As global efforts to ramp up vaccination programmes around the world continue, China has been steadily making progress.  Over 100-million vaccine doses have been administered across the Asian country by the end of March this year.

Former KwaZulu-Natal journalist Zanele Buthelezi who now lives in Beijing, China, received her jab recently. She spoke to SABC News reporter, Genevieve Lanka, about the strides the country has made in nearly eradicating its local coronavirus transmissions.

Wuhan marks a year since hard lockdown

In January 2020, when news that there was an outbreak of a novel virus in the central Chinese city of Wuhan dominated headlines, Zanele was on holiday in Durban.

“And it was on the news and seeing all the major mainstream media houses reporting on this virus that has been raging in China, I left scared like because I still had to go back to China at that time. Getting to my apartment I had to take like a 40-day quarantine period and being in the house, but then I ran out of food. So I had a lot of anxiety at the beginning of COVID-19 here in China.”

At the start of the pandemic in the country, China responded with a strong arm. On April 8th, 2020 – the City of Wuhan in central China emerged from what has been dubbed the most extensive and toughest set of lockdown regulations in history. A year later, Zanele says the city is thriving.

“And now the reports that we are getting from that City is that it’s a vibrant city, people have come back, the tourists have come back, businesses have reopened.”

China started its vaccination programme in December 2020. By the end of March this year, it had administered over a hundred million vaccine doses. The country has set up over 74 000 vaccination sites in 15 regions.

Zanele is among the millions of residents who have received the COVID-19 vaccination. She, together with a group of foreign nationals, were allowed to vaccinate in Beijing this week. Zanele says the process was simple and efficient.

“It started with just confirming your information, checking your social security card, where they took down all your details. Then we had to sign the consent form which informs you of the risks and it tells you that the vaccine that you are about to receive, the case we were about to receive and in this case we were getting the sinovac vaccine, which is developed here in China. All of the vaccines that are being administered are being developed here in China. And so when we went through that process of signing the consent form, they inform you that the vaccine was not 100 per cent effective and they also check if you have any allergies, or you know, have any pre-existing conditions and so on before you are able to proceed through the next station where you are given the vaccine or the shot in your arm.”

China is using two types of vaccines in its rollout programme – sinovac and sinopharm. Both have been developed in China.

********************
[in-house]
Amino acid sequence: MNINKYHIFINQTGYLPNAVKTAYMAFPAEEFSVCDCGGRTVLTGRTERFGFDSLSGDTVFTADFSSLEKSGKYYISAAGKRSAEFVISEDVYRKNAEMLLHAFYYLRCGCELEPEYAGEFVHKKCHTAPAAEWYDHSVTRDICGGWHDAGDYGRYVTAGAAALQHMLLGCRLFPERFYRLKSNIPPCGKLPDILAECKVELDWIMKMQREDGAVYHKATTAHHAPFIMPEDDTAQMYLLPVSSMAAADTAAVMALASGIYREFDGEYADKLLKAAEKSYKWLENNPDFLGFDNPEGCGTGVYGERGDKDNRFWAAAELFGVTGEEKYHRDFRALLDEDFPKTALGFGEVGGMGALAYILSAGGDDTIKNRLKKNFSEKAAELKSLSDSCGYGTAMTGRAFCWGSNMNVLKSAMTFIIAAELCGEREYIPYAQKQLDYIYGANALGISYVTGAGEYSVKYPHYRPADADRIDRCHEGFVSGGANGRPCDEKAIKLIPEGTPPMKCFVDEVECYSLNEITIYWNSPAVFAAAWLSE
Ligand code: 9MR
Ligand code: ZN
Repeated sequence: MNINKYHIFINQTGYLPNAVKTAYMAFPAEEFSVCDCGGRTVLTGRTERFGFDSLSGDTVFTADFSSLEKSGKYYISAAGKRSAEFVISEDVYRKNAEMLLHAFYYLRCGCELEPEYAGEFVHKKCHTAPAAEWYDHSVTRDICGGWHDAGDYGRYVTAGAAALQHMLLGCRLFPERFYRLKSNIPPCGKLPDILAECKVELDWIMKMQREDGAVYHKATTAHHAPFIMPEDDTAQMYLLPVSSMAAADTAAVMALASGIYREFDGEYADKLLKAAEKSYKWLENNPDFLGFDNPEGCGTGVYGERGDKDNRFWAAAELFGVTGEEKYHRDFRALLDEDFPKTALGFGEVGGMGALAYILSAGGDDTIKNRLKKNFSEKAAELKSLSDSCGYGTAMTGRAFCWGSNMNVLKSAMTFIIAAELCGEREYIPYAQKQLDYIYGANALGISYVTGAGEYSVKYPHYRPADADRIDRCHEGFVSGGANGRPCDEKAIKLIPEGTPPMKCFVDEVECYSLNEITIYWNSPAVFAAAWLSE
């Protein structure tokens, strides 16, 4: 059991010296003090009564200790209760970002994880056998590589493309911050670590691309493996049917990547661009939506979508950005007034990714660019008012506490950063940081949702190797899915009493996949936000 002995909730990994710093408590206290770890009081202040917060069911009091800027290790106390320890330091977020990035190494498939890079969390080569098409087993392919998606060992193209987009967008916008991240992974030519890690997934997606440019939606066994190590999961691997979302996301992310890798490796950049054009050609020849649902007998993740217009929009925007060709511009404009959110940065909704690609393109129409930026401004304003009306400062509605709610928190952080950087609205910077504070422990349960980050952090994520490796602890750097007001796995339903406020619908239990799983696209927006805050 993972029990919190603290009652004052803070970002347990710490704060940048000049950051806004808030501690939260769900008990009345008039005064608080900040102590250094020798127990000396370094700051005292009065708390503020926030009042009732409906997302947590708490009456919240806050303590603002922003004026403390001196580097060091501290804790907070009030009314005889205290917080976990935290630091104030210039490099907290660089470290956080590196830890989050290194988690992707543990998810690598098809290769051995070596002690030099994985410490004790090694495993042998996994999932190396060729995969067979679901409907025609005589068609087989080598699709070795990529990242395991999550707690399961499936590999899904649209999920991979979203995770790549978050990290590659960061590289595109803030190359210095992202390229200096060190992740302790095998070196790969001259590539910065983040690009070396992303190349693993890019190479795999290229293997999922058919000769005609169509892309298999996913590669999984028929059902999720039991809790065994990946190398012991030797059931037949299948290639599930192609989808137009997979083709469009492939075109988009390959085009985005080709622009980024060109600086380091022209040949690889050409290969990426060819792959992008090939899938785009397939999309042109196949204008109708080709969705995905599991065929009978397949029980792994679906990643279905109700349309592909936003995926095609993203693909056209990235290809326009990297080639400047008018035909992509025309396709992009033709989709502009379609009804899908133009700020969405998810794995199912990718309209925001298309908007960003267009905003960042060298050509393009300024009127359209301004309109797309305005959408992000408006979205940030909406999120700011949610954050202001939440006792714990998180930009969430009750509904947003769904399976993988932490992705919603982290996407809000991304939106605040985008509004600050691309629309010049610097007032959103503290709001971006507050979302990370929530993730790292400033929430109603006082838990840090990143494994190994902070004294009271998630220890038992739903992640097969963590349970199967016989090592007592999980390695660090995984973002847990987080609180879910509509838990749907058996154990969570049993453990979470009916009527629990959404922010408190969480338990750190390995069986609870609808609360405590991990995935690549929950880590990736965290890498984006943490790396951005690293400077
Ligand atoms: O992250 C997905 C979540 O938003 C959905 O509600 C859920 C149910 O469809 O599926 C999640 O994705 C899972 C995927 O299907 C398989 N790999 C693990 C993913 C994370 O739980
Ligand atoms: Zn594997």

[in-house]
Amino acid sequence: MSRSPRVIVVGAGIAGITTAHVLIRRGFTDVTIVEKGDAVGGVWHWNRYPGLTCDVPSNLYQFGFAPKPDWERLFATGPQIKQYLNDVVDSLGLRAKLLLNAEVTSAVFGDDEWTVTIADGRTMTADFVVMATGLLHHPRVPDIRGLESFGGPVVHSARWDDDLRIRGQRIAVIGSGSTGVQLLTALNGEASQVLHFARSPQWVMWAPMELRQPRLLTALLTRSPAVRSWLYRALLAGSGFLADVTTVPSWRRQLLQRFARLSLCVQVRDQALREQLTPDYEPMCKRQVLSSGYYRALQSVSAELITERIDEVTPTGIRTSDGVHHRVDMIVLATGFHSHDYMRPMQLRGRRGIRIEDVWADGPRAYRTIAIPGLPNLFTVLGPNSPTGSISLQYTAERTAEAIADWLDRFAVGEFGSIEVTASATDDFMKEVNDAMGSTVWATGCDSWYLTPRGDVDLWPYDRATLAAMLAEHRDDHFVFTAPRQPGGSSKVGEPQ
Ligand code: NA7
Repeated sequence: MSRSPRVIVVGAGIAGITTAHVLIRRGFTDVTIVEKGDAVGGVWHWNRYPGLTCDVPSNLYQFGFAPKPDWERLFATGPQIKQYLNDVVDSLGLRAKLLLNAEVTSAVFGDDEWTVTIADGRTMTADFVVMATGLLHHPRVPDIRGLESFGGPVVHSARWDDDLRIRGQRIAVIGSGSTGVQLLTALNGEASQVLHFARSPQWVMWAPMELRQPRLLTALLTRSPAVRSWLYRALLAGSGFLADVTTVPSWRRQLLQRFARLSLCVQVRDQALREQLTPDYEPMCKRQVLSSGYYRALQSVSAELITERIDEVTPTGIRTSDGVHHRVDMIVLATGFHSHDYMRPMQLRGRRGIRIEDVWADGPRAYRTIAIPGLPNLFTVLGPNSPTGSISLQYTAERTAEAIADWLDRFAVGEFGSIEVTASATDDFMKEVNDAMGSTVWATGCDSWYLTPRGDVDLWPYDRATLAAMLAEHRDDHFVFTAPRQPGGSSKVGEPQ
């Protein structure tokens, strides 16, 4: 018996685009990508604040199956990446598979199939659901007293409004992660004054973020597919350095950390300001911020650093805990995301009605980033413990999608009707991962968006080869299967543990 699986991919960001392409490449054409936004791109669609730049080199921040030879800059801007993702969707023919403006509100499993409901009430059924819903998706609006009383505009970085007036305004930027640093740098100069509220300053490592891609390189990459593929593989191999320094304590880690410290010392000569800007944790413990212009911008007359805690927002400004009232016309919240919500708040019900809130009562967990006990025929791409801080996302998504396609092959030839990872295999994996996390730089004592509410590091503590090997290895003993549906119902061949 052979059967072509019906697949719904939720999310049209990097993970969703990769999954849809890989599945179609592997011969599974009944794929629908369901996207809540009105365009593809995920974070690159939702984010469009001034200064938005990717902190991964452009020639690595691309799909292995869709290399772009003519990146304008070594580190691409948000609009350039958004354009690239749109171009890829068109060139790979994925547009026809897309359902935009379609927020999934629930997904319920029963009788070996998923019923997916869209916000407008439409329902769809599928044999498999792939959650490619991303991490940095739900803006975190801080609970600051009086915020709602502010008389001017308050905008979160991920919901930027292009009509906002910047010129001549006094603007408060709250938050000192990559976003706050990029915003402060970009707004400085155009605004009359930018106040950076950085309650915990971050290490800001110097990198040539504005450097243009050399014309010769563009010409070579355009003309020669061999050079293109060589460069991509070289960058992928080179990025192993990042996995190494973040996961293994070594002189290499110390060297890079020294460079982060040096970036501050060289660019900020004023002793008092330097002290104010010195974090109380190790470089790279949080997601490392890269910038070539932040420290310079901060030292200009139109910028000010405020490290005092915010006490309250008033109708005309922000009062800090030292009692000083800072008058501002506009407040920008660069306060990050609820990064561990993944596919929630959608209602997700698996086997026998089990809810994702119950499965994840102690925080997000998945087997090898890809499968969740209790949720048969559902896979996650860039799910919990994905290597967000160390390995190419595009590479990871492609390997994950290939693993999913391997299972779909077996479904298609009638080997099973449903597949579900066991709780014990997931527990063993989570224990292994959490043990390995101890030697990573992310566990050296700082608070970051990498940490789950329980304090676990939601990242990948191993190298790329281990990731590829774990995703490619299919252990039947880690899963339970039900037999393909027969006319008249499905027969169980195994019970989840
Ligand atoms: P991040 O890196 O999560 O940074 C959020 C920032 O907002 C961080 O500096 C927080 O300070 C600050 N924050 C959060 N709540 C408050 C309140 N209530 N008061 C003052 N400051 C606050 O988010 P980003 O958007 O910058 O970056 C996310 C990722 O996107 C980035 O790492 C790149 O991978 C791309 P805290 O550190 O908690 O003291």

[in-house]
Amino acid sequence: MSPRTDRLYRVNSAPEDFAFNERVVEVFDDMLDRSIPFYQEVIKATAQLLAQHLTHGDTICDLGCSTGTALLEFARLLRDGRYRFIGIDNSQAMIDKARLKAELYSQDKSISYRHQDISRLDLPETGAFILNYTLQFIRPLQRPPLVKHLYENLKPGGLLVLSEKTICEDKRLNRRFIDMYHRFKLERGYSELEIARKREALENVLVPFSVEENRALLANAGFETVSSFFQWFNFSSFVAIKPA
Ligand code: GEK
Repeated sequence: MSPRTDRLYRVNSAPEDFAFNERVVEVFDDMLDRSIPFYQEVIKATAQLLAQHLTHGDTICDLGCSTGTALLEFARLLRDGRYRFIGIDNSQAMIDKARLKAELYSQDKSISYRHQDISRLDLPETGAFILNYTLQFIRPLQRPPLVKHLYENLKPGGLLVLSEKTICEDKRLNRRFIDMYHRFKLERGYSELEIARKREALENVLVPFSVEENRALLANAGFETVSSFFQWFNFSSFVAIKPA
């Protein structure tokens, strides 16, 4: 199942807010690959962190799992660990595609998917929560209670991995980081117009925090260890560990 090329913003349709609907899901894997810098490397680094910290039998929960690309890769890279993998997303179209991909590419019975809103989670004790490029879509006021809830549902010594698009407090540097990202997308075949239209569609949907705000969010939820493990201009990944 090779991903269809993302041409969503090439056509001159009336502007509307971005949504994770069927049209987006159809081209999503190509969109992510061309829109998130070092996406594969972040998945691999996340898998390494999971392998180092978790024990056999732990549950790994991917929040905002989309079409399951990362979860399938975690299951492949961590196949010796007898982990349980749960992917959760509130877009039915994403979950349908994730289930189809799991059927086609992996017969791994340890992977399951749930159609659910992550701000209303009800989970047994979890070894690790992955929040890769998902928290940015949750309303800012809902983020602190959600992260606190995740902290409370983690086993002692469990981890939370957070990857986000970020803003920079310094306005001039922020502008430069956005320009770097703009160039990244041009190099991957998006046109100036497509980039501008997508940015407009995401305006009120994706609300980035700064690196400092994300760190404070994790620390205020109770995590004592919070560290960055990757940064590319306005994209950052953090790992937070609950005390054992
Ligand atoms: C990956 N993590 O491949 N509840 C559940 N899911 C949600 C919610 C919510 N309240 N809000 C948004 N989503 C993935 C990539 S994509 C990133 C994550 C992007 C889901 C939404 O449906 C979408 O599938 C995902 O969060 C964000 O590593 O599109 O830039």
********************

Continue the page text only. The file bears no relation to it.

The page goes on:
Debates around the safety and efficacy of vaccines have not evaded Zanele, however, she says there is a different kind of anxiety involved when you face the jab.

“I was a little bit anxious. I am not a fan of needles. I do brave it out – you know – when I have to. Ya, I didn’t even feel the injection going in. I looked away but I didn’t even feel it because it was so small, it was quick. Not a lot of bleeding and I didn’t feel any pain I must say when the doctor or when the health care worker administered the vaccine in my arm.”

Zanele says observation is an important part of the process, and health care workers are on hand to monitor any possible side effects.

“After getting the shot, we had to go to an observation area across from where you get your shot. You go and sit for about thirty minutes, where they are just observing you and monitoring whether you are having any adverse reactions to the vaccine or not. Most of the people there were sit sitting and there weren’t any reactions to the vaccine from my observation as I was sitting for that thirty minutes that I had to wait. There were a lot of I guess volunteers, medical doctors around so we were being monitored I guess, properly. People were answering your questions when you had questions.”

Before leaving the massive vaccination camp, Zanele was given a strict set of protocols.

“They just said avoid alcohol, don’t consume any alcohol, which is easy for me because I don’t drink alcohol. Also, don’t eat spicy food and seafood. Not to take a shower for the next 24hours. That was a bit ‘er’ for me because it’s something that won’t kill me if I don’t take a shower for like 24hours because it was early in the morning which is why I was like ‘oh my God’. I just had to brave it out with the sweat and everything, because people were a little sweaty.”

Fighting COVID-19

China has made significant strides in fighting the COVID-19 pandemic within its borders. By April 9th, only 14 cases were reported – all of which from international travellers. Zanele says this success is attributed to both the government’s swift and hard response, and the compliance of its citizenry.

“I would say the strong approach from the government – even though you know from the outside world, from us coming from places outside China – we may have looked at those measures as being you know, cruel or very harsh. But it shows that the intention was that to control the pandemic and make sure that it does not spread too far out of that particular area. But also another thing that worked was the compliance that the Chinese people showed at that time. They were willing to listen to what the government was saying and they stayed in their homes.” -Reporting by Genevieve Lanka